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    virus

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    Virus Overview The virus was first thought about in 1883 when A. Mayer was seeking to find the cause of the tobacco mosaic disease. Though he was unable to see them with the microscopy of his day, he postulated that a small agent caused the disease. D. Ivanowsky, later tried tests as well and also concluded that it was a disease caused by something smaller than they could see. The virus was first found and discovered in 1935 by Wendell Stanly. He was able to crystallize the virus, now known

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    The Hanta Virus

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    The Hanta Virus The hanta virus is not a new foe to humanity. This mysterious and sometimes fatal disease has plagued humanity for over 1000 years. This virus, most likely originating in China over 1000 years ago, is transmitted by human contact with mice. Only relatively recently has the hanta virus captured the attention of the United States. Although the hanta virus has been known for such a long time, there is little known about the virus. In the United States most cases are found in the southwestern

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    Influenza Virus

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    influenza subtyupes and function critical for viral fusion. Therefore, characterizing permitted evolutionary routes of the virus over the course of F10-type immune selection may serve as templates for the design of universal influenza vaccine and treatment strategies against all types of influenza viruses including those emergent pandemic strains. Selection of VN/04 (H5N1) or A/PR/8 virus escape mutants with F10 antibody was performed in MDCK cells under conditio... ... middle of paper ... ...nd effects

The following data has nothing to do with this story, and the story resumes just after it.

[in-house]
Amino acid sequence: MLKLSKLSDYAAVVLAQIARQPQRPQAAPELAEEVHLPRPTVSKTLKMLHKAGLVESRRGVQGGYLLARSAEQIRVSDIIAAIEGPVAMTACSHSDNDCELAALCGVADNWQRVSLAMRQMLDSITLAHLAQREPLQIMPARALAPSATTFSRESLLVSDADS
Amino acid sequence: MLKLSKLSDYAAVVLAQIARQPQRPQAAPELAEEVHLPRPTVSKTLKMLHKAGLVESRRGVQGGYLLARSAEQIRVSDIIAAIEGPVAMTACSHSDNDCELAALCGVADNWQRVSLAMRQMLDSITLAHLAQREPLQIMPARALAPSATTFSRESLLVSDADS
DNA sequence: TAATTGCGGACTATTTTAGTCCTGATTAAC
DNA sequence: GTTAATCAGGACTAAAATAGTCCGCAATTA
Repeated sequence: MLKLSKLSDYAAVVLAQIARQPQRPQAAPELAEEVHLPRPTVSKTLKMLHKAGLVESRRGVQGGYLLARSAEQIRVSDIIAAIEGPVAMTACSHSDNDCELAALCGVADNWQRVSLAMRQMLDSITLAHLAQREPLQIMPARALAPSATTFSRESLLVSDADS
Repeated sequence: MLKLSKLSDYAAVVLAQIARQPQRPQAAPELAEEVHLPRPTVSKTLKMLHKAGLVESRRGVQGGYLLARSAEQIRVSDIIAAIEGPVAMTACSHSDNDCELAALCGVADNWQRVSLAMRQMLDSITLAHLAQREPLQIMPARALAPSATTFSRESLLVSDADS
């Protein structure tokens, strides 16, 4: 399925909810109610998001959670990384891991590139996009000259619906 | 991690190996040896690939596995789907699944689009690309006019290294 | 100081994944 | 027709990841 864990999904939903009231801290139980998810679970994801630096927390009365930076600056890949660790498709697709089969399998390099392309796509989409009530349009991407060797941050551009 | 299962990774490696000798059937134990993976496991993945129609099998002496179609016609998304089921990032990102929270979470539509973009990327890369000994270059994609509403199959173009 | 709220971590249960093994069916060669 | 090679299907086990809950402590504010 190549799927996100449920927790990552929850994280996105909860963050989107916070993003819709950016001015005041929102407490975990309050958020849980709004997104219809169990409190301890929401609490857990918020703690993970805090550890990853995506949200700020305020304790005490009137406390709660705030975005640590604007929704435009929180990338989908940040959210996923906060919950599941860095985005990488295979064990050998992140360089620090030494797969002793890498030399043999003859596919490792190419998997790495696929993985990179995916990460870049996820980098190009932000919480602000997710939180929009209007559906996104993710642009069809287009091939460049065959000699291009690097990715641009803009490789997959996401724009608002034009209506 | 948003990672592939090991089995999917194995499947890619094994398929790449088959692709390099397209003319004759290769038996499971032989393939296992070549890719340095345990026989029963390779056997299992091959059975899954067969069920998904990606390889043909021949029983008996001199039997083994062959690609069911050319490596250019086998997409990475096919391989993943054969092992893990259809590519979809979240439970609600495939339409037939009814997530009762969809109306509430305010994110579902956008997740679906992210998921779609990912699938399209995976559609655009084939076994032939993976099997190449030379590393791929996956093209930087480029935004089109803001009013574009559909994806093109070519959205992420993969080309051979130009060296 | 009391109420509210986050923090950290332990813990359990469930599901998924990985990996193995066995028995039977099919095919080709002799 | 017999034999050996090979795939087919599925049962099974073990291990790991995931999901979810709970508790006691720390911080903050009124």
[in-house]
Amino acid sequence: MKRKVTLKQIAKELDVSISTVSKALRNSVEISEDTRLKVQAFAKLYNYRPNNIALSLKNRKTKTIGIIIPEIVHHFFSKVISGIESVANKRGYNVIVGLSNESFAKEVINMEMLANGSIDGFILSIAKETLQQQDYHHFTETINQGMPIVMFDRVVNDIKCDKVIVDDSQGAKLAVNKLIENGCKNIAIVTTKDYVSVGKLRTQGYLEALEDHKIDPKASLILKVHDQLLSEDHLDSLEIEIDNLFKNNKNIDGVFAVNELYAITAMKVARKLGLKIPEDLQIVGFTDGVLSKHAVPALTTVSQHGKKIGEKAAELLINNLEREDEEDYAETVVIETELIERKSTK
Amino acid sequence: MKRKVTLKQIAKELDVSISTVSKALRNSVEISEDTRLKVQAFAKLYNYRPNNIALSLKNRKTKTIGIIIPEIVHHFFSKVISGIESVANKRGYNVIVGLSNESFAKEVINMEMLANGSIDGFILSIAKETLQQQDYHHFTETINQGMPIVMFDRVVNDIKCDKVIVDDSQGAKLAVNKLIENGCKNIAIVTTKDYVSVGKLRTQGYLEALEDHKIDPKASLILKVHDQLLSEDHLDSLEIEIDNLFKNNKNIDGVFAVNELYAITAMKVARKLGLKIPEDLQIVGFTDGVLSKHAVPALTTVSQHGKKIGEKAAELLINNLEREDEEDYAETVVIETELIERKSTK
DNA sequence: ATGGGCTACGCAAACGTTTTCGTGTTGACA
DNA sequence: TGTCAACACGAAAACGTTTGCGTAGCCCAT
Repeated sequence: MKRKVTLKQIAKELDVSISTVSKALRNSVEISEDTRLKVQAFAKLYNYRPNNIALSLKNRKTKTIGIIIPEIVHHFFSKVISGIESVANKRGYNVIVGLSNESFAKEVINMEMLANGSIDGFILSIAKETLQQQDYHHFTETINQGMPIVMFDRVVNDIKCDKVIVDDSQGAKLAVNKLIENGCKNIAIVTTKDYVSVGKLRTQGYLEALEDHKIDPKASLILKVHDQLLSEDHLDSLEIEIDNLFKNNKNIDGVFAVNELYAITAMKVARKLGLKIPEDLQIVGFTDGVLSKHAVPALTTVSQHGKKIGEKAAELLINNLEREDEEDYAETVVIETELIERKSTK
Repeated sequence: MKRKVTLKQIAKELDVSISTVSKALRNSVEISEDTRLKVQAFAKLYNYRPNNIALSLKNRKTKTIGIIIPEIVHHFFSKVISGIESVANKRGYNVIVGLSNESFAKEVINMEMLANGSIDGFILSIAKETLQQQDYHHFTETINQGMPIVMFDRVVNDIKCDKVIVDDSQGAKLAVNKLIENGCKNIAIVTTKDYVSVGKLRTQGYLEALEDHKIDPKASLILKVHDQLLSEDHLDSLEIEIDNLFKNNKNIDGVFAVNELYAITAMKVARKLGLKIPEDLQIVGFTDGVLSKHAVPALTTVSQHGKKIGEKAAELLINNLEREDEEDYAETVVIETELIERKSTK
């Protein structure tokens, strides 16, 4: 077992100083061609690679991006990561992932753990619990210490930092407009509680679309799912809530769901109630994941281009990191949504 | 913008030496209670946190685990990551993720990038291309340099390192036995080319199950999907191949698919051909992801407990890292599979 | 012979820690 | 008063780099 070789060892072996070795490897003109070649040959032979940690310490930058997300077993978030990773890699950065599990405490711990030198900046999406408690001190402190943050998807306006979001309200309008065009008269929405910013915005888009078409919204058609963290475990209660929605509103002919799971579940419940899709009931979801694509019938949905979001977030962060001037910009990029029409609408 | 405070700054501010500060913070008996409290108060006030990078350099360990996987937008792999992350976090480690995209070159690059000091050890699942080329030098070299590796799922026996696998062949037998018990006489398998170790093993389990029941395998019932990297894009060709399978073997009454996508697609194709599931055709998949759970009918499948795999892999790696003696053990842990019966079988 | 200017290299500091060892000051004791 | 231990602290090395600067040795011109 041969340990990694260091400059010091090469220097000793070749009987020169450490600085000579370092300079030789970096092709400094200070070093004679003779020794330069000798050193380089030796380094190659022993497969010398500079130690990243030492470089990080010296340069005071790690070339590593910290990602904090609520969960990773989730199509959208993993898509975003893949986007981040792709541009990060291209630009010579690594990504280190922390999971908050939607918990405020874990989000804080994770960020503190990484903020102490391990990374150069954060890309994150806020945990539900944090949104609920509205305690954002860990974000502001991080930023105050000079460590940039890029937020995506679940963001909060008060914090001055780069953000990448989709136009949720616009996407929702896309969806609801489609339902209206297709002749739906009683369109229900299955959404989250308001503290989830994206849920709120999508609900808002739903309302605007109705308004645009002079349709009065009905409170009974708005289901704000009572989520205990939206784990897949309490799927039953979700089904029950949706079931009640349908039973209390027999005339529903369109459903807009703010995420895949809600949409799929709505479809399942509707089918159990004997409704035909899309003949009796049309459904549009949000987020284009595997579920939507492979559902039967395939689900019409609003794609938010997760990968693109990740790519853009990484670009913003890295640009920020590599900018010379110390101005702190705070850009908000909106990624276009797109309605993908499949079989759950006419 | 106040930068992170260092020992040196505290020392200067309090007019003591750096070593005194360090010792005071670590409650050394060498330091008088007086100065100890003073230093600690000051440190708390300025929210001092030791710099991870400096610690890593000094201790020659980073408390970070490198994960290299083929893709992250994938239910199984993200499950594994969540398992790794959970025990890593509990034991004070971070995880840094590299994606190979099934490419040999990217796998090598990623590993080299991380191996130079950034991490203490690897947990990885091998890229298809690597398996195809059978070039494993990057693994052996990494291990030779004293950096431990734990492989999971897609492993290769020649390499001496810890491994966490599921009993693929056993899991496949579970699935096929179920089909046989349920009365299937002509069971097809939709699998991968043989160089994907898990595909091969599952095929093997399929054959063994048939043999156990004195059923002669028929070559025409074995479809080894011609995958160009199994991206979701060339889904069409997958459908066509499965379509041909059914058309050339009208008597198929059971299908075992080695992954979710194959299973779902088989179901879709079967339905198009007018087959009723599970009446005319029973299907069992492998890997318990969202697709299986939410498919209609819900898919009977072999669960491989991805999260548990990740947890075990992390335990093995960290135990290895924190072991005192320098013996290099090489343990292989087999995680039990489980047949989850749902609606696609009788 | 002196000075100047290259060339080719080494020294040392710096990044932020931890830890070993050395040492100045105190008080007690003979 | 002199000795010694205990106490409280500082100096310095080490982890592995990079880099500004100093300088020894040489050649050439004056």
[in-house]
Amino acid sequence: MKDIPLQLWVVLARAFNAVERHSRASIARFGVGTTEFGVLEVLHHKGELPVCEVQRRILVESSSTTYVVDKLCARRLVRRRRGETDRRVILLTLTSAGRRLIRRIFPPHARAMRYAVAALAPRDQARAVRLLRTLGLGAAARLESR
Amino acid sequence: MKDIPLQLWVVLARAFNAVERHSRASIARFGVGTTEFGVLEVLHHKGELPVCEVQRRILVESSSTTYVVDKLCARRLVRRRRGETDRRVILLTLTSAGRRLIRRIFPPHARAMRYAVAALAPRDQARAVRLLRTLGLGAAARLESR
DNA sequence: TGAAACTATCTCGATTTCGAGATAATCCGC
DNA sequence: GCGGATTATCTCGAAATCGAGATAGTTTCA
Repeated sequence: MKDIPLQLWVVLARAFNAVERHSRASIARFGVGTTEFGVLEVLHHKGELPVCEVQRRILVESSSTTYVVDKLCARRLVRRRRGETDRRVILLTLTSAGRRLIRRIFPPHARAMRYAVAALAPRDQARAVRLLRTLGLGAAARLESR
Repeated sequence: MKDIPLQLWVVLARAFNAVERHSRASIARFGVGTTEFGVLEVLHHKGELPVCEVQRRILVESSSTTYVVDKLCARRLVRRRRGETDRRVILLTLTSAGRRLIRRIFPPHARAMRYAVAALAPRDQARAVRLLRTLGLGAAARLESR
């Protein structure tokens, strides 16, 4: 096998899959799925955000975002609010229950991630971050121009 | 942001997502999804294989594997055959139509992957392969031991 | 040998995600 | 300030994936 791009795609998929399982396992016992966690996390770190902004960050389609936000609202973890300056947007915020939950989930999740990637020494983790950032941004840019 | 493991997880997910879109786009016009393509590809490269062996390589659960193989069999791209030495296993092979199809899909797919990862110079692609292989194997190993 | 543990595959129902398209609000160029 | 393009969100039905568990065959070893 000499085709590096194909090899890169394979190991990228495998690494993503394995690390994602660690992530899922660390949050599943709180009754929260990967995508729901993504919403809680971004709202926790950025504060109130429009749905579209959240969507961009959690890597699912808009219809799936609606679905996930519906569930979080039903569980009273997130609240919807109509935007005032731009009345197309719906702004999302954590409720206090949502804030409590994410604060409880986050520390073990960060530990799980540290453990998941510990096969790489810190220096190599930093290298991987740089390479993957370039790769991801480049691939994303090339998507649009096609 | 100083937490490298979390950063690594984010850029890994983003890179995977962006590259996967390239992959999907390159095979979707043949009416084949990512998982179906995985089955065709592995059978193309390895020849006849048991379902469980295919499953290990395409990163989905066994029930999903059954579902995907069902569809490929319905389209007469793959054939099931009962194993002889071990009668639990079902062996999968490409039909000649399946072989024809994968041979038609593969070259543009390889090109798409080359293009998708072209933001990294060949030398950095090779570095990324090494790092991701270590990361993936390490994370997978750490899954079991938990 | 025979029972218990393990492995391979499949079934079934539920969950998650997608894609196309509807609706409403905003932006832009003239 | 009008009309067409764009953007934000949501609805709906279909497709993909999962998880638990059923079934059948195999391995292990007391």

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    Polio Virus

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    Polio Virus Introduction The polio virus which causes poliomyelitis in humans is an enterovirus which belongs to the picornavirus (small, RNA) family. Polio virus is rapid, acid-resistant, stable, highly tissue specific and consists of a single-stranded, positive RNA. Polio virus is able to reside in the throat or intestinal tract of humans. Poliomyelitis is a highly contagious infectious disease which has three strains, poliovirus 1 (PV1), PV2 and PV3. Polio virus, although rare in developed

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    The Ebola Virus

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    interpret their genetic instructions. Therefore, a virus must have a host cell in which to survive, replicate, and produce more viruses. Without a host cell, a virus cannot function. For this reason, viruses tread the line that separates nonliving and living organisms. Many scientists agree that viruses are living because of what happens when they infect the host cell.1 The flu or the common cold viruses are not as harmful as the Ebola and Herpes virus. Bacteria on the other hand, are a type of living

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    Mysteries of the Virus